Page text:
Fees to stay in dorms return for students wanting to stay on campus over breaks

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University of Indianapolis students can now expect to pay a fee if they are staying in dorms over breaks, according to the university’s handbook. Prior to the COVID-19 pandemic, it was a common practice for schools to have students pay an additional fee if they stayed in their building, according to Associate Dean of Judicial Affairs and Residence Life Rob Williford. This meant students were expected to pay a flat fee for each break period, which includes Thanksgiving, winter and spring breaks. When the pandemic happened, schools put a hold on this fee and allowed students to stay for free, according to Williford.

Williford has been working at the school since June 2020 and oversees the day-to-day operations of residence life. According to Williford, the last time that students would have seen this fee was before spring 2020. This fee is a flat rate of $60 for Thanksgiving, $200 for winter break and $90 for spring break, which are amounts predetermined before Williford started working at the school. These fees also apply to residence halls only—not the apartment buildings Greyhound Village, College Crossing or the University Lofts, according to the UIndy website. According to Williford, this is because the apartments have a separate 11-month lease. 

Williford said students staying for Spring Term classes for the first time usually will be able to stay for free, but if they are staying for a second class then they will have to pay a daily rate. He said the school noticed most students were staying on campus for fall break because it is not considered an official break and therefore is not charged as such. Since UIndy was unique in that it did not require students to go home when COVID-19 hit during spring break in 2020, Williford said the school decided to waive that fee. Because travel plans continued to be affected by the pandemic, the fee continued to be waived, but the school did still send out forms to gauge how many students were staying. 

In spring 2023, the university determined that all COVID-19 restrictions were going to be lifted, meaning there were no longer any mask requirements, but also that the fee for staying in dorms would be put back into effect as well, Williford said. The purpose of these fees, according to Williford, is to help make sure the buildings can continue to run and operate smoothly and to ensure that workers are getting paid for their time. Along with that, the school also uses these break periods as a time to go in and fix any damage to the buildings as well as preventative maintenance measures.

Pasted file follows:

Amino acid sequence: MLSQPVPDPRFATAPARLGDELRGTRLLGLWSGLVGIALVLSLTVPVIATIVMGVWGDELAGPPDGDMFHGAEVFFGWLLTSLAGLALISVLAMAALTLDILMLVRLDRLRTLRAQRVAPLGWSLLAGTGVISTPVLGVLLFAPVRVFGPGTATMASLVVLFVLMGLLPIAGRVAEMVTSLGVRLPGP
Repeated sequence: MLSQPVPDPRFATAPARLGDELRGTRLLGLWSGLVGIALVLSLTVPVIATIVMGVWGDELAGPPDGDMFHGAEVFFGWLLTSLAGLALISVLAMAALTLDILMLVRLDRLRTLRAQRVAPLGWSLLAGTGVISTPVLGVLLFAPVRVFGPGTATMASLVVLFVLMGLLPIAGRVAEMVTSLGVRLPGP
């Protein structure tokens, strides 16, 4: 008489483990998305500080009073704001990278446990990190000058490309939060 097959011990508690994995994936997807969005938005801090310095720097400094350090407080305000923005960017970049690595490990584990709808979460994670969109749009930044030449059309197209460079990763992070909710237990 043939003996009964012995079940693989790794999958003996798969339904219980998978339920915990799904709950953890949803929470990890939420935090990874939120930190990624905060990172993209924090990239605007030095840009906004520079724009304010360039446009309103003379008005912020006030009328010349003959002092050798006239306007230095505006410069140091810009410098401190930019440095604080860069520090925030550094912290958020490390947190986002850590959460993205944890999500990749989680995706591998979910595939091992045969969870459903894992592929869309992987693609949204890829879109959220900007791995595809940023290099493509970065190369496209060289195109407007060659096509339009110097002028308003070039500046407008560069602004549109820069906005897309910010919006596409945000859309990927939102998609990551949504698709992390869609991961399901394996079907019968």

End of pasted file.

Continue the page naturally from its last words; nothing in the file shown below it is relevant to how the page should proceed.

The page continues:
“From a university standpoint, we still have to keep the lights on, we still have to keep heating going, especially over Thanksgiving and winter break …” Williford said. “And then we still have to pay our staff to be around over the break period.”

Williford said that UIndy does not have strict requirements when it comes to which students are permitted to stay on campus over breaks. There is no minimal amount of distance away a student needs to live to be allowed to stay on campus. All students in the residence halls have the option to stay on campus over breaks, Williford said, students just need to fill out the form that will take all their information and then there is an online marketplace where students can pay the fees. These fees do not apply to in-season athletes, however, Williford said that any students can reach out if they have an extenuating circumstance that would affect their ability to pay the fee and that these appeals are reviewed on a case-by-case basis. 

“One of the things that you know, our staff is trained to do, is to work with every person that’s in any situation, any situation at all,” Williford said. “So whether you know, they just don’t want to communicate about it, or they’re not able to communicate, we’re gonna try to meet everybody where they’re at, as much as we can.”The academic calendar for UIndy, which includes the dates of breaks, can be found on their website, under the page titled “Academic Calendars.”

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